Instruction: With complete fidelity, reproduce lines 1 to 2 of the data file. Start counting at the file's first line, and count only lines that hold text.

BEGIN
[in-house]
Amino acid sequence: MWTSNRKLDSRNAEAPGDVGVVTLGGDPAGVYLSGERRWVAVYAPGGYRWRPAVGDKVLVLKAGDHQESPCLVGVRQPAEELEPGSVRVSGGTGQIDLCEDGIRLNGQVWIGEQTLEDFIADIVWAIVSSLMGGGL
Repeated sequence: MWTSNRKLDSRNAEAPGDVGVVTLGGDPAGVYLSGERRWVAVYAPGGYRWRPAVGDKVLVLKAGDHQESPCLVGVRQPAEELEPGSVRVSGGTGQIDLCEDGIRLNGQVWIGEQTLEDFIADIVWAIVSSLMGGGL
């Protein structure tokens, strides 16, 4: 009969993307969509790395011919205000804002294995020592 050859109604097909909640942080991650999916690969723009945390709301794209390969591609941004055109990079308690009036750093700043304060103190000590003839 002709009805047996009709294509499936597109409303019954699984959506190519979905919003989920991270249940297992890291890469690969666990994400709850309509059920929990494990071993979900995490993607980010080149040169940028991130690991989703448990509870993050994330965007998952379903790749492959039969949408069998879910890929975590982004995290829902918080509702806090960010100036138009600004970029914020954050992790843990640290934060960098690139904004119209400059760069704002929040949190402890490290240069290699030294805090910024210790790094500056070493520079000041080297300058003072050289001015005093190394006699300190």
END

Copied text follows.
[in-house]
Amino acid sequence: MWTSNRKLDSRNAEAPGDVGVVTLGGDPAGVYLSGERRWVAVYAPGGYRWRPAVGDKVLVLKAGDHQESPCLVGVRQPAEELEPGSVRVSGGTGQIDLCEDGIRLNGQVWIGEQTLEDFIADIVWAIVSSLMGGGL